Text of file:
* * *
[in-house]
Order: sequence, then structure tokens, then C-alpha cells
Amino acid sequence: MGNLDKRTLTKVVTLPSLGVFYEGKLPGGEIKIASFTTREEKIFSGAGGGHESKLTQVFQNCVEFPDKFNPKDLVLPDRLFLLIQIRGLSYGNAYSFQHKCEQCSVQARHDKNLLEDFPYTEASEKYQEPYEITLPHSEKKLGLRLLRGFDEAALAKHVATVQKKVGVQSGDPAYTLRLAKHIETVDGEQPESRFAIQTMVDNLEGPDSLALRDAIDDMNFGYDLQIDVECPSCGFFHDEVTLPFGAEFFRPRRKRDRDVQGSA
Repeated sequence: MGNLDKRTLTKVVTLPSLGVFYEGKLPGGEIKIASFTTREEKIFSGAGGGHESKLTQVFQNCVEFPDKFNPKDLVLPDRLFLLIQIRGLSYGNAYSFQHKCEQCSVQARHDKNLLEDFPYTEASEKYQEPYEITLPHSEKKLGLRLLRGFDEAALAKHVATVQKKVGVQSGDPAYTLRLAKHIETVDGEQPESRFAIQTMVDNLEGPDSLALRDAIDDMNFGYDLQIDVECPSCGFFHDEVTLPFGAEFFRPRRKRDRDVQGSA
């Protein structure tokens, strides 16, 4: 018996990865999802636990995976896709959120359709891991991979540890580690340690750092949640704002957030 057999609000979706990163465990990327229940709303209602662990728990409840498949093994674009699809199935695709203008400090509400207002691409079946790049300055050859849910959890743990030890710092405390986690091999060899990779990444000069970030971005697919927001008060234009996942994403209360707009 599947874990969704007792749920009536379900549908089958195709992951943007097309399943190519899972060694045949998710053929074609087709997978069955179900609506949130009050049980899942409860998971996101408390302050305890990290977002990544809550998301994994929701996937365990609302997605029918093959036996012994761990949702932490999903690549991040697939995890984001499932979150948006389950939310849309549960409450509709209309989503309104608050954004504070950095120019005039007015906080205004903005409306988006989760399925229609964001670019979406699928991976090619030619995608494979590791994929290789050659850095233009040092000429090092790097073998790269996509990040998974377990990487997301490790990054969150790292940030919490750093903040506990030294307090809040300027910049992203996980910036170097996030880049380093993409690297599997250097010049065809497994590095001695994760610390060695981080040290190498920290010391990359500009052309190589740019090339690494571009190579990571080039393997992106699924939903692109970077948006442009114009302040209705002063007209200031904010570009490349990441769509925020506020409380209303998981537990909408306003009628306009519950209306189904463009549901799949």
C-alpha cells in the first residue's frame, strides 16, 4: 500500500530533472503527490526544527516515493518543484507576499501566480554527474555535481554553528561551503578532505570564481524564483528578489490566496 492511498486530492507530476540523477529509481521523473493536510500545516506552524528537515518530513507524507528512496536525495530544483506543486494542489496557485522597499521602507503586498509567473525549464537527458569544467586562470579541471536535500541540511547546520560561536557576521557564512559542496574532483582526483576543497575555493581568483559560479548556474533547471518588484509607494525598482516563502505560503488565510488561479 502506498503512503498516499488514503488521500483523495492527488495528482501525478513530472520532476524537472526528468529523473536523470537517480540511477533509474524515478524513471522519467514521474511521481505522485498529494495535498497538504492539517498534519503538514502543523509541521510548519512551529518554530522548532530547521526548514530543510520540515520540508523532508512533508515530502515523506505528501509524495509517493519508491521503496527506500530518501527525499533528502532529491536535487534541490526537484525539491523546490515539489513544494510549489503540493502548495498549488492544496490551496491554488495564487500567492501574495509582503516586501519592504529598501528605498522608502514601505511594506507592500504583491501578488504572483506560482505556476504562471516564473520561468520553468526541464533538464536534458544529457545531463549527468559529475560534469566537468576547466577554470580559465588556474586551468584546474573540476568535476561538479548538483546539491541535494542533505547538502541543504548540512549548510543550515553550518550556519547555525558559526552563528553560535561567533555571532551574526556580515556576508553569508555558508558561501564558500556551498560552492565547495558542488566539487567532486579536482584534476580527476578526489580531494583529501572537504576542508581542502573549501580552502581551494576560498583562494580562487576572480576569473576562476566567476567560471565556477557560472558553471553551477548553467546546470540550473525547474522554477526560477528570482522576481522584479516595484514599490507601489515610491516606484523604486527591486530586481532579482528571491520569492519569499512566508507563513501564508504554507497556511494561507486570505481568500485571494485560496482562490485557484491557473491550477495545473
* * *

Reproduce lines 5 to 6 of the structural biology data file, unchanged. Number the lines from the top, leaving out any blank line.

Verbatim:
């Protein structure tokens, strides 16, 4: 018996990865999802636990995976896709959120359709891991991979540890580690340690750092949640704002957030 057999609000979706990163465990990327229940709303209602662990728990409840498949093994674009699809199935695709203008400090509400207002691409079946790049300055050859849910959890743990030890710092405390986690091999060899990779990444000069970030971005697919927001008060234009996942994403209360707009 599947874990969704007792749920009536379900549908089958195709992951943007097309399943190519899972060694045949998710053929074609087709997978069955179900609506949130009050049980899942409860998971996101408390302050305890990290977002990544809550998301994994929701996937365990609302997605029918093959036996012994761990949702932490999903690549991040697939995890984001499932979150948006389950939310849309549960409450509709209309989503309104608050954004504070950095120019005039007015906080205004903005409306988006989760399925229609964001670019979406699928991976090619030619995608494979590791994929290789050659850095233009040092000429090092790097073998790269996509990040998974377990990487997301490790990054969150790292940030919490750093903040506990030294307090809040300027910049992203996980910036170097996030880049380093993409690297599997250097010049065809497994590095001695994760610390060695981080040290190498920290010391990359500009052309190589740019090339690494571009190579990571080039393997992106699924939903692109970077948006442009114009302040209705002063007209200031904010570009490349990441769509925020506020409380209303998981537990909408306003009628306009519950209306189904463009549901799949």
C-alpha cells in the first residue's frame, strides 16, 4: 500500500530533472503527490526544527516515493518543484507576499501566480554527474555535481554553528561551503578532505570564481524564483528578489490566496 492511498486530492507530476540523477529509481521523473493536510500545516506552524528537515518530513507524507528512496536525495530544483506543486494542489496557485522597499521602507503586498509567473525549464537527458569544467586562470579541471536535500541540511547546520560561536557576521557564512559542496574532483582526483576543497575555493581568483559560479548556474533547471518588484509607494525598482516563502505560503488565510488561479 502506498503512503498516499488514503488521500483523495492527488495528482501525478513530472520532476524537472526528468529523473536523470537517480540511477533509474524515478524513471522519467514521474511521481505522485498529494495535498497538504492539517498534519503538514502543523509541521510548519512551529518554530522548532530547521526548514530543510520540515520540508523532508512533508515530502515523506505528501509524495509517493519508491521503496527506500530518501527525499533528502532529491536535487534541490526537484525539491523546490515539489513544494510549489503540493502548495498549488492544496490551496491554488495564487500567492501574495509582503516586501519592504529598501528605498522608502514601505511594506507592500504583491501578488504572483506560482505556476504562471516564473520561468520553468526541464533538464536534458544529457545531463549527468559529475560534469566537468576547466577554470580559465588556474586551468584546474573540476568535476561538479548538483546539491541535494542533505547538502541543504548540512549548510543550515553550518550556519547555525558559526552563528553560535561567533555571532551574526556580515556576508553569508555558508558561501564558500556551498560552492565547495558542488566539487567532486579536482584534476580527476578526489580531494583529501572537504576542508581542502573549501580552502581551494576560498583562494580562487576572480576569473576562476566567476567560471565556477557560472558553471553551477548553467546546470540550473525547474522554477526560477528570482522576481522584479516595484514599490507601489515610491516606484523604486527591486530586481532579482528571491520569492519569499512566508507563513501564508504554507497556511494561507486570505481568500485571494485560496482562490485557484491557473491550477495545473